How to secure your identity online and offline
It boggles my mind just how many people are not careful with their identities online and offline.
I am talking about things like…
- Using ONE password for ALL of your accounts = Heart attack!
- Having ONE email address for everything (and then not securing it)
- Giving out credit numbers and financial info to anyone who asks for it
- Not bothering to shred anything with your name and address on it
- Writing their bank PIN number .. ON THEIR BANK CARDS
You may think I’m paranoid (heck, I probably am), but after reading Frank Abagnale’s Art of the Steal (FANTASTIC BOOK!!!!) … and yes, THAT Frank Abagnale of Catch me if you Can fame, I am convinced I that I am not paranoid enough.
Also, if you are a small business owner, I suggest you run.. don’t walk.. and borrow that book or buy it IMMEDIATELY.
At least, not compared to him, and he was a professional con man and fraudster from the ages of 16 – 21.
So what are some things I do to protect my identity online and off?
- I use a crosscut shredder on everything that has my name or address on it
- I shred all of my receipts where I’ve used my cards, even mundane ones from the grocery store
- I shred all my bank receipts from ATM withdrawals — I never crumple them up and just toss them
- I shred anything that has a credit card offer on it
- I scan all my statements then securely shred them & transfer them to a laptop that never goes on the internet
- I check my credit report (not my score) once a year
- I check every single transaction on my credit cards against my budgeting tool
- I never give out my real birth date and year if I can help it
- I always shield my PIN when I type it in anywhere I go
- I never let my credit card out of my sight when I pay for something
- I never write my PIN or any kind of password anywhere on any card or paper in my wallet
- I don’t recite out my credit card number and expiry date in a public place … ever
- I do not have one password for all my accounts, I actually have 10
- My passwords are symbol, characters and numbers and no, it is not ever the word ‘password‘
- I have four PIN numbers and only one is used for my bank accounts, the rest are for others
- I do not have one email address for all my accounts, I have 20 (depending on its requirement)
- I keep certain questions/answers ONLY for my banking accounts & use others for the non-essentials
- I change my passwords every 6 months and they’re not easy ones
- I do not store any of my credit card numbers online if I can help it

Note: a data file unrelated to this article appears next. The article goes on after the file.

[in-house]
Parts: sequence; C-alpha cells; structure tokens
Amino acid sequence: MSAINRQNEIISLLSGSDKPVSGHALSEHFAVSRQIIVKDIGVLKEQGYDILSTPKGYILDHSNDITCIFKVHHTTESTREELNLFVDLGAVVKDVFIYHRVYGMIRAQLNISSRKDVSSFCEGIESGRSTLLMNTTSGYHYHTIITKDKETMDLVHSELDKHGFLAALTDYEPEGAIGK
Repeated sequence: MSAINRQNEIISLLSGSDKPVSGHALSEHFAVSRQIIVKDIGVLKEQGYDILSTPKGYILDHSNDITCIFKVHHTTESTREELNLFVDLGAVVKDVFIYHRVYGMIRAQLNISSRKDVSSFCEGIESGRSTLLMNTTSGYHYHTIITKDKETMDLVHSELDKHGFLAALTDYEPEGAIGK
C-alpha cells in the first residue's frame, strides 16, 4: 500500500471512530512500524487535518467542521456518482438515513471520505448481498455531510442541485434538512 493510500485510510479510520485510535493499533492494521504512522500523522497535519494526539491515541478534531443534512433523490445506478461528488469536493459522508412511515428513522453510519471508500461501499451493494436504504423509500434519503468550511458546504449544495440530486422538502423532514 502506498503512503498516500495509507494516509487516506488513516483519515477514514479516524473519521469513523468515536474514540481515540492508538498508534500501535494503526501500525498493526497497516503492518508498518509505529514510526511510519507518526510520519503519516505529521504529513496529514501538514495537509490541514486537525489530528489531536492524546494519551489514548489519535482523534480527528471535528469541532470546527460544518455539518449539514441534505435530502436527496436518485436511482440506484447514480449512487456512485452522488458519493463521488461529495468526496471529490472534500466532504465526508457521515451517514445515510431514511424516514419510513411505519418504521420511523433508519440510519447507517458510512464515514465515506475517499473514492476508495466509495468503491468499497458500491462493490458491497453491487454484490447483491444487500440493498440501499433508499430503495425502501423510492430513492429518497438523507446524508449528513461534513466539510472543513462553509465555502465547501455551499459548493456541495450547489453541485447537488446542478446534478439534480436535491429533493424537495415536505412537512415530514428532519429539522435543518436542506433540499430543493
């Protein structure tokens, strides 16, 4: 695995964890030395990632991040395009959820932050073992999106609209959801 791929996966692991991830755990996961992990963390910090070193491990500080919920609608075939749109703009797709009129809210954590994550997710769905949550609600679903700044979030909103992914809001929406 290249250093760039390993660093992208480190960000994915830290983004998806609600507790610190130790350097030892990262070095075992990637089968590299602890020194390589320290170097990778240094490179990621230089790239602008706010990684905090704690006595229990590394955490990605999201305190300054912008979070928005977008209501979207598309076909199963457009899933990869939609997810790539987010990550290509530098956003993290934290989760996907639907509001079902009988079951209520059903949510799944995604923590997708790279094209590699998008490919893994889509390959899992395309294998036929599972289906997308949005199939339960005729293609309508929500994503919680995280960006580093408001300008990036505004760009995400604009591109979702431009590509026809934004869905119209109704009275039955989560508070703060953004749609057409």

- I do not subscribe to automated bill pay for anything
- I use a virtual private network (VPN) screener called Hide My Ass! to surf the web
- I try my very best not to use my credit card at all to pay for anything online (I use Paypal or disposable credit card numbers)
- I set up verifying emails for my main email addresses just in case it gets hacked, I can still get in
- I never click on phishing or scammy emails (this is harder for seniors who are not used to this)
15 THINGS YOU SHOULD DO AT A VERY MINIMUM TO SECURE YOUR IDENTITY
- Shred every piece of paper with your name, address or info on it (or more!) with a crosscut shredder
- Check your credit REPORT once a year with all three institutions (Experian, Transunion and Fairfax (U.S. only))
- Have more than one password for your banking accounts, email addresses, and then other accounts
- Use more than one email address – keep one and only one JUST for banking
- Change your password at least every 6 months, once a year at the latest
- Do not use an easy password like “password” — this is so stupid I don’t even know what to say
- Do not give out your SIN # or Social Security number to anyone who asks for it — ask them WHY
- Do not write down your SIN # or Social Security number on pieces of paper that are not secure or encrypted
- Do not use your credit card all over the place without keeping track of where you have entered it
- Do not give out your credit card number and info in a public place on a cellphone
- Do not write down your credit card number and info on pieces of paper that are not encrypted or secure
- Do not use your credit card directly online with shady websites — use Paypal for instance or a disposable credit card number (even those are not 100% secure but they’re MORE secure than giving the info directly)
- Always cover the keypad when you type in your PIN
- Never let your credit card out of your sight when you are ready to pay
- Pay attention to who seems to be paying attention to YOU when you’re at an ATM or paying with a card
There’s so much more you have to do, but those are my top 15 ways to make sure you are reasonably safe online.